November 2, 2020
Break it up: Polymer derived from material in shrimp’s shells could deliver anti-cancer drugs to tumor sites
Earlier this year, UW scientists announced a nanoparticle-based drug delivery system that can ferry a potent anti-cancer drug through the bloodstream safely. The nanoparticle is derived from chitin, a natural and organic polymer that makes up the outer shells of shrimp.
October 6, 2020
Some of the most ambitious goals in physics and materials research are to make ordinary-sounding objects with extraordinary properties: wires that can transport power without any energy loss, or quantum computers that can perform complex calculations that today’s computers cannot achieve. And the emerging workbenches for the experiments that gradually move us toward these goals are 2D materials — sheets of material that are a single layer of atoms thick.
October 1, 2020
NanoES faculty receive National Science Foundation award to increase capacity of quantum computing systems
A team led by UW Electrical & Computer Engineering professors Mo Li, Arka Majumdar and Karl Böhringer was selected to participate in the National Science Foundation’s Convergence Accelerator, a new initiative to accelerate use-inspired research addressing societal challenges. The team will be working to increase the capacity of quantum computing systems to retain and process information.
September 1, 2020
The National Science Foundation has awarded $3 million to establish a NSF Research Traineeship at the University of Washington for graduate students in quantum information science and technology. The new traineeship — known as Accelerating Quantum-Enabled Technologies, or AQET — will make the UW one of just a handful of universities with a formal, interdisciplinary QIST curriculum. NanoES member and professor of electrical & computer engineering and physics, Kai-Mei Fu, will direct this new traineeship.
August 24, 2020
The National Science Foundation has awarded the University of Washington and Oregon State University a five-year, $5 million grant to advance nanoscale science, engineering, and technology research in the Pacific Northwest. Known as the Northwest Nanotechnology Infrastructure (NNI), the UW and OSU partnership is one of 16 sites in the NSF’s National Nanotechnology Coordinated Infrastructure (NNCI) program. NNCI sites provide researchers from academia and industry access to leading-edge fabrication and characterization tools at university facilities.
June 23, 2020
A team led by NanoES faculty member Peter Pauzauskie used an infrared laser to cool a solid semiconductor by at least 20 degrees C, or 36 F, below room temperature, as they report in a paper published June 23 in Nature Communications.
June 19, 2020
Meeting the need for COVID-19 test kits: Pivoting from Seattle Flu Study and developing new rapid tests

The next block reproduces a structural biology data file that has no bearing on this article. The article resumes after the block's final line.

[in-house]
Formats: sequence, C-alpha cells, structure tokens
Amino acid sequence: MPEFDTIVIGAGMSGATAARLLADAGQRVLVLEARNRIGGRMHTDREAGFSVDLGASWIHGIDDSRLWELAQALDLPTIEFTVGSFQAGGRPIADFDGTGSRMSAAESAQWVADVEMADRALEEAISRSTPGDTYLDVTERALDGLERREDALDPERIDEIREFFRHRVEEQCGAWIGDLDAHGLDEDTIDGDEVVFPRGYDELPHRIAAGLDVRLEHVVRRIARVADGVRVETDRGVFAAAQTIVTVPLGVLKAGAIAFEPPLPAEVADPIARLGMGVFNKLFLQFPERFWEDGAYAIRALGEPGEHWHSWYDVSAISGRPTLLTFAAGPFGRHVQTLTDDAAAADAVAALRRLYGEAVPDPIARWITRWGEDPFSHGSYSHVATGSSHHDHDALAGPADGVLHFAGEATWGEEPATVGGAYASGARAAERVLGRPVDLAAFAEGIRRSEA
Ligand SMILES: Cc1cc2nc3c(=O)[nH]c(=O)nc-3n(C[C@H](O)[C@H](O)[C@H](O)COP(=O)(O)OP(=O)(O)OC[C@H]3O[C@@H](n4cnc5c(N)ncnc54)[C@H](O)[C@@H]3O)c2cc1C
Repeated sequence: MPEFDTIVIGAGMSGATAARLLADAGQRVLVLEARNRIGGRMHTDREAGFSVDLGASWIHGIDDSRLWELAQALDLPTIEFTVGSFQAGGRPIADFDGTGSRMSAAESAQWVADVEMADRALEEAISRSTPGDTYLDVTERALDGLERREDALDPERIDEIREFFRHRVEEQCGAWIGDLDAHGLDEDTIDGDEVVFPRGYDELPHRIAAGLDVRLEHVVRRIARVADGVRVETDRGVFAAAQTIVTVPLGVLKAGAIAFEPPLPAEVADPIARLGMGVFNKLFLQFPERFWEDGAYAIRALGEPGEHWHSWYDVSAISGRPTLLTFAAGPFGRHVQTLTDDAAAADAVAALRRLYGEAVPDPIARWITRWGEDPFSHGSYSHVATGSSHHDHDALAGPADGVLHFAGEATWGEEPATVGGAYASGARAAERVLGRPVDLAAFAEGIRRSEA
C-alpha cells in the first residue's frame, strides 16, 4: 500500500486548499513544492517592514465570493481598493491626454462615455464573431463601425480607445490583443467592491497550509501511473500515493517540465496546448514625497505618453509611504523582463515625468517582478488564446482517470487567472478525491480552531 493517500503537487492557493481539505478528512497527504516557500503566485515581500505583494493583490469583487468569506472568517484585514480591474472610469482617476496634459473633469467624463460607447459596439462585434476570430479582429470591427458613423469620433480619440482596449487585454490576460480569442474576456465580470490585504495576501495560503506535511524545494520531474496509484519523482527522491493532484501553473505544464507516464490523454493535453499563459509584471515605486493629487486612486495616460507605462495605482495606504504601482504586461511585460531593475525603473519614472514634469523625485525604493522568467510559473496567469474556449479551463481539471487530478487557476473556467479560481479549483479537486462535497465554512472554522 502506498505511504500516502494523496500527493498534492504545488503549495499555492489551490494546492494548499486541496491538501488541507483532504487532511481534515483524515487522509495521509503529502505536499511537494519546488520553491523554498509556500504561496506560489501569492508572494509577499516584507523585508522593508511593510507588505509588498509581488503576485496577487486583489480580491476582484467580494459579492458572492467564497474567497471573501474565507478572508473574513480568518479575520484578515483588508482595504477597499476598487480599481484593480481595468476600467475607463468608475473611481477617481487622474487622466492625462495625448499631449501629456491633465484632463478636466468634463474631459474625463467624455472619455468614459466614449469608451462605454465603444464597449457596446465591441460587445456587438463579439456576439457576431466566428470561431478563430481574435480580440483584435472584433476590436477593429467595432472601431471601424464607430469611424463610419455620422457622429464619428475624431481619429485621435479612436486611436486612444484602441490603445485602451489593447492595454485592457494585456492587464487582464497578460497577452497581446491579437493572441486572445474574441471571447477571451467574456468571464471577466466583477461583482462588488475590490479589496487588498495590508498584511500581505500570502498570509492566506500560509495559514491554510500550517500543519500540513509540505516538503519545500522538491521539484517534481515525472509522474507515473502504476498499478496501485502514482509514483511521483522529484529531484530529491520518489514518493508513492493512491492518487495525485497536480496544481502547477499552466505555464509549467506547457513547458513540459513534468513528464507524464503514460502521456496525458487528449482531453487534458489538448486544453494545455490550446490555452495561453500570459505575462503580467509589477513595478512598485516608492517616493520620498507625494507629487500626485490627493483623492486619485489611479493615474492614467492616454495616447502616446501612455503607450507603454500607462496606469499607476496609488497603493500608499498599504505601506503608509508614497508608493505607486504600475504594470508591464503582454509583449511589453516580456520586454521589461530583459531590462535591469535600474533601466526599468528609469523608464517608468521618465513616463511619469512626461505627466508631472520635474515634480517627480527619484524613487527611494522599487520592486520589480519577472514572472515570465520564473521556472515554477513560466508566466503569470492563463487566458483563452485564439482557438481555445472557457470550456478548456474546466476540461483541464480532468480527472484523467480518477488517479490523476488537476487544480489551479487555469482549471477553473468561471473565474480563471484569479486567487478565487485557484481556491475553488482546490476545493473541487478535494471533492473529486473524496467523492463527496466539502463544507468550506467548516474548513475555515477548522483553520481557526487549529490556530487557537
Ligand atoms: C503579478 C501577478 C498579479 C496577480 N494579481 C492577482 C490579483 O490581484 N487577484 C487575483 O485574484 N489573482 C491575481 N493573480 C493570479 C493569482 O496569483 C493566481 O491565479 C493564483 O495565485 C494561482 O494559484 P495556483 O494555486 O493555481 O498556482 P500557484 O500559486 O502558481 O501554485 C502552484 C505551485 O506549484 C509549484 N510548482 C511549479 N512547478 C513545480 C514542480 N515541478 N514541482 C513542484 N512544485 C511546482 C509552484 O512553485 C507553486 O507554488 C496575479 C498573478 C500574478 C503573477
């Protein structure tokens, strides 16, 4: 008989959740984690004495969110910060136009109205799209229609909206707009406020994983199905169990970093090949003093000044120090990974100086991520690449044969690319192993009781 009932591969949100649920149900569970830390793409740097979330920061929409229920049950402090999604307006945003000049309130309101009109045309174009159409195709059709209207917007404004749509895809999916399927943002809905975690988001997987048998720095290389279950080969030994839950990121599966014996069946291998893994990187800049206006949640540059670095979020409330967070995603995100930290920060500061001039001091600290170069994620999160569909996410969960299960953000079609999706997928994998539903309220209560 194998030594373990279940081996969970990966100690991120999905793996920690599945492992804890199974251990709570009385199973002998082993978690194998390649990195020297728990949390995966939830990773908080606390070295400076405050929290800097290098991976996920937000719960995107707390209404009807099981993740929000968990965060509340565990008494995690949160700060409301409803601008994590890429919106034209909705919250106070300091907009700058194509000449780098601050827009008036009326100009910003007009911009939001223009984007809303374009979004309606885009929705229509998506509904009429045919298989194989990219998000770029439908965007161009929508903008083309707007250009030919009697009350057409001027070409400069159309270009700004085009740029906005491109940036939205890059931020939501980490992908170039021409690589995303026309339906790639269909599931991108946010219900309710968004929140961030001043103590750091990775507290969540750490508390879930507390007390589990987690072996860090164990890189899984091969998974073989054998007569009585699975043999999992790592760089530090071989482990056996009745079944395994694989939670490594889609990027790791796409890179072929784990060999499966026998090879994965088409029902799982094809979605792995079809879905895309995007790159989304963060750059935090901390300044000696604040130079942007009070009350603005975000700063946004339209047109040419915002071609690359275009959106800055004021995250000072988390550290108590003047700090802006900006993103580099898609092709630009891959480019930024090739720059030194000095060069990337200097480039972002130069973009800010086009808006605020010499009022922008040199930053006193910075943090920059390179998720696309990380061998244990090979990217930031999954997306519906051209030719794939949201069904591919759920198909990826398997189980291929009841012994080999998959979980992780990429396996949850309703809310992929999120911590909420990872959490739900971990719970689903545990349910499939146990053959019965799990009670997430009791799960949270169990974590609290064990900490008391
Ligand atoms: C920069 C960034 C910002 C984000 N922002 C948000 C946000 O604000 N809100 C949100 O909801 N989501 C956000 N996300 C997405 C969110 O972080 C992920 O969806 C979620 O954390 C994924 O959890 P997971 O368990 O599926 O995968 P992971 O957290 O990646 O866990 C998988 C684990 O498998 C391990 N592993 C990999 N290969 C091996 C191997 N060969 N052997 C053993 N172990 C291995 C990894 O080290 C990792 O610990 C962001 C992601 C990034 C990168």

Bioengineering professor Barry Lutz, in partnership with Dr. Matthew Thompson, a UW professor of family medicine and global health, is pioneering at home test kits for the Seattle Coronavirus Assessment Network to respond to the COVID-19 pandemic.
Read more about how the Lutz lab is developing new ways to rapidly test.
June 16, 2020
Inaugural CoMotion Director’s Award goes to UW researchers assessing the persistence of potentially infectious aerosols in medical facilities
NanoES faculty member Igor Novosselov and an interdisciplinary team of researchers were awarded $25,000 to develop low-cost sensor networks for hospital operating rooms capable of mapping out the spatial and temporal distribution of long-lived aerosols that may contain SARS-CoV-2 or other infectious agents.
May 22, 2020
Quantum computing is the key to solving problems regular computers can’t handle, like designing silver-bullet drugs for cancer or improving materials for data storage. With a culture of interdisciplinary collaboration, and strengths in photonics, materials science, physics and electrical and computer engineering, the UW is positioned to lead the field with the launch of QuantumX, an initiative that brings together quantum expertise across campus.
April 14, 2020
Optics startup Tunoptix wins federal grant to develop metalenses for imaging satellites at Washington Nanofabrication Facility
Tunoptix, an optics startup co-founded by University of Washington (UW) electrical and computer engineering professors Karl Böhringer and Arka Majumdar, was awarded $223,000 in Small Business Technology Transfer (STTR) funding from the Defense Advanced Research Projects Agency (DARPA) to develop metasurface lenses (or metalenses) for imaging in satellites at the UW Washington Nanofabrication Facility.
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